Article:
Junior's Restaurant

Head Chef Miles McMath and his staff at Junior's Restaurant work daily on the recipes that nourish body and soul. McMath has a ministry that employs individuals struggling to cope with alcohol and drug addiction.

Kenneth Carlisle, who goes by the nickname, “Bubba,” has acquired the recipe for leading a spiritually healthy and emotionally fulfilled life and it involves being drug and alcohol free.

The special ingredient is an abiding faith and daily walk with Jesus Christ, according to Carlisle, who is among several employees recovering from alcohol and drug use and who are employed with Miles McMath, the accomplished TV chef and owner of Junior's, just off the historic square in Hernando.

“Miles gives us an opportunity to be better and follow the Lord in a safe environment,” Carlisle said. “I am steadily following the Lord.”

For Carlisle, a native of Mendenhall, his battles with addiction have left him victorious but battle-scarred.

“I started out when I was a kid,” said Carlisle. “I wouldn't listen well. I ended up dropping out of school. In 2005-2006, I served in Iraq, and after I got back, I went AWOL and began using drugs. I overdosed three times and was dead three times. There is no reason I should be alive right now.”

Carlisle said his life began to turn around after he witnessed the turnaround experienced by his younger brother.

“My little brother went to the Warrior Disciples Ministries,” said Carlisle. “He kept on telling me how Christ loved me.”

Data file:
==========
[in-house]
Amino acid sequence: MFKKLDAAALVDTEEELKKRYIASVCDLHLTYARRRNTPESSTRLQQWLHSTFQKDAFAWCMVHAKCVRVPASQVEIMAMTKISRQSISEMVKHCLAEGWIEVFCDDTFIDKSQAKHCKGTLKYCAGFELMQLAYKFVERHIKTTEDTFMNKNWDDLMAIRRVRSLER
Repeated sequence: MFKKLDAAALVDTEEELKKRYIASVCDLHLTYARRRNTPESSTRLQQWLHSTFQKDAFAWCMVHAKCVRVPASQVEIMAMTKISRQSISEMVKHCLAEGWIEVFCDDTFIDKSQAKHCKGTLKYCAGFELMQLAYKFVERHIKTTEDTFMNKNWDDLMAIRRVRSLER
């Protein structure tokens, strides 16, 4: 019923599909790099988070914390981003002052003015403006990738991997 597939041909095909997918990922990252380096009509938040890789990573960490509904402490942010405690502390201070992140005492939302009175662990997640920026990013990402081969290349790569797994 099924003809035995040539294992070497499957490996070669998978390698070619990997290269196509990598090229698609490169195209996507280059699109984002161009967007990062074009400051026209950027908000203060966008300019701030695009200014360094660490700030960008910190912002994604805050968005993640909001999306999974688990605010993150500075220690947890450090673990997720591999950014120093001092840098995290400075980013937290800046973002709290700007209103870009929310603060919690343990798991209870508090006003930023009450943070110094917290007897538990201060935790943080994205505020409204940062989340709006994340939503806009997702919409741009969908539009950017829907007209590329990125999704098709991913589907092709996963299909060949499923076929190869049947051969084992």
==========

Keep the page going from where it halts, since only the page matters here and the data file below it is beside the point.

Carlisle said he had to hit rock bottom before his life would take an upward turn.

“In February of 2017, I was headed to a drug dealer's house,” Carlisle said. “I had just gotten out of jail. I was tired. I went to church and gave my life to Christ. My drug use had taken a toll.”

That's where McMath and his offer to employ Carlisle and others who suffered from addiction issues literally transformed Carlisle's life for the better.

“Most all of my employees have either had a drug addiction or been incarcerated,” said McMath, the former head chef for St. Jude Children's Research Hospital and a frequent celebrity TV chef.

McMath said for him it was just a matter of paying it forward.

“Somebody helped me,” McMath said. “A lot of these guys just need a chance. For them, it's a safe landing spot for them to get back on their feet and to get them through the tough times. A lot of these guys have child support. Growing up, I had a checkered past. Nothing serious, but I got into trouble. I always had somebody there to help me. It's a shame society has just thrown these guys away. They are unbelievably hard-working and great people. Most everybody had cooking skills but you get guys in here who are willing to learn.”

McMath said lifting the burdens of others is something that the good Lord placed on his heart.

“It's what the Bible teaches,” said McMath, who also donates leftover food to the homeless. “It's taking wasted food and wasted lives and putting them to good use and in the good Lord's hands.”

Robert Lee Long is Community Editor for the DeSoto Times-Tribune.

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